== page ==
01/08/2007 12:00AM

Get ready to attack Gulfstream

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Although the newly rebuilt Gulfstream Park opened a year ago to mixed reviews because of some practical design issues, the slate has to be wiped clean for the 2007 season.

Management said they heard the complaints and made several changes that should improve comfort for horses, horsemen, and horseplayers.

Among other things, Gulfstream increased its extremely limited outdoor seating capacity of 1,100 by 750 free seats while adding needed room in the saddling enclosure. Admission and parking remain free, which always is a plus for bankroll-conscious players.

Hopefully, these changes adequately addressed key complaints. Yet, the principal reason to give Gulfstream a clean slate is the addition of hundreds of slot machines in the main grandstand and clubhouse.

These slots - granted by a Florida referendum after several years of political infighting - are expected to boost purses significantly for years to come. Horseplayers can only hope that the allotted space for slot machines and their legions of players will not cramp needed amenities that have been a desirable part of the race-going experience in south Florida for 60 years.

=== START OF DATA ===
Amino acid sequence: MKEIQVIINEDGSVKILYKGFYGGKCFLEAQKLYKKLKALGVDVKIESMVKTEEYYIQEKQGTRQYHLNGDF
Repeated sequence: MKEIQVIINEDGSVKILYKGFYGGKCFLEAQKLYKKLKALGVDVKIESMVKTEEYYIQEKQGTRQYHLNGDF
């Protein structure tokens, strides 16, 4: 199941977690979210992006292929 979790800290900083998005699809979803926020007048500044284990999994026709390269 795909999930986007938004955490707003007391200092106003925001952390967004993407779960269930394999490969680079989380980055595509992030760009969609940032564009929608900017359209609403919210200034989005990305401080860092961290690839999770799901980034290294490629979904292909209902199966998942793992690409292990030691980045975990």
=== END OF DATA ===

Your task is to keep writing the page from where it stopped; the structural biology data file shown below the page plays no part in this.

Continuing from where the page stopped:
That aside, the 2007 race meet already has suffered the departure of Belmont stakes winner Jazil and Breeders' Cup Classic winner Invasor due to a herpes outbreak that has quarantined horses at the popular Payson Park training center. Hopefully, this will be a limited, short-term issue. But if the disease spreads, it could cut into the expected large fields as well as horses shipping in for major stakes.

In the meantime, horseplayers would do well to focus on a few general and Gulfstream-specific handicapping ideas during the first several weeks of 2007.

Because the universal birthday for all Northern Hemisphere horses is Jan. 1, 4-year-olds automatically depreciate in value from their former claiming levels against strictly 3-year-olds by about 25 to 33 percent. This means that any horse that previously was competitive against 3-year-old $30,000 claimers is now best spotted against $20,000 4-year-olds and up.

In races carded strictly for 4-year-olds, there is no depreciation from 2006 races for 3-year-olds, but some trainers, realizing that the days are numbered for such cushy race conditions, will drop their horses 20 percent or more to win a race and lose the horse before the next trainer has to drop the horse another 15 to 20 percent just to remain at the same competitive level vs. older.

For more insight into this specific, highly profitable handicapping situation that occurs every year, players can discover much more about various trainers' tendencies with dropdowns in the early part of a new year via the improved and highly useful Formulator 4.1 program. The new version of this unique research tool is available for free on the drf.com website.

Formulator, in fact, has become a terrific tool for quickly obtaining specific stats for dozens of highly refined trainer categories, including many stats to supplement the handful published in DRF past performances. In this vein I would recommend Dean Keppler's new book, "Trainer Angles," published by DRF Press, which specifically points out many ways to use Formulator for trainer pattern research and is a valuable addition to the handicapper's library.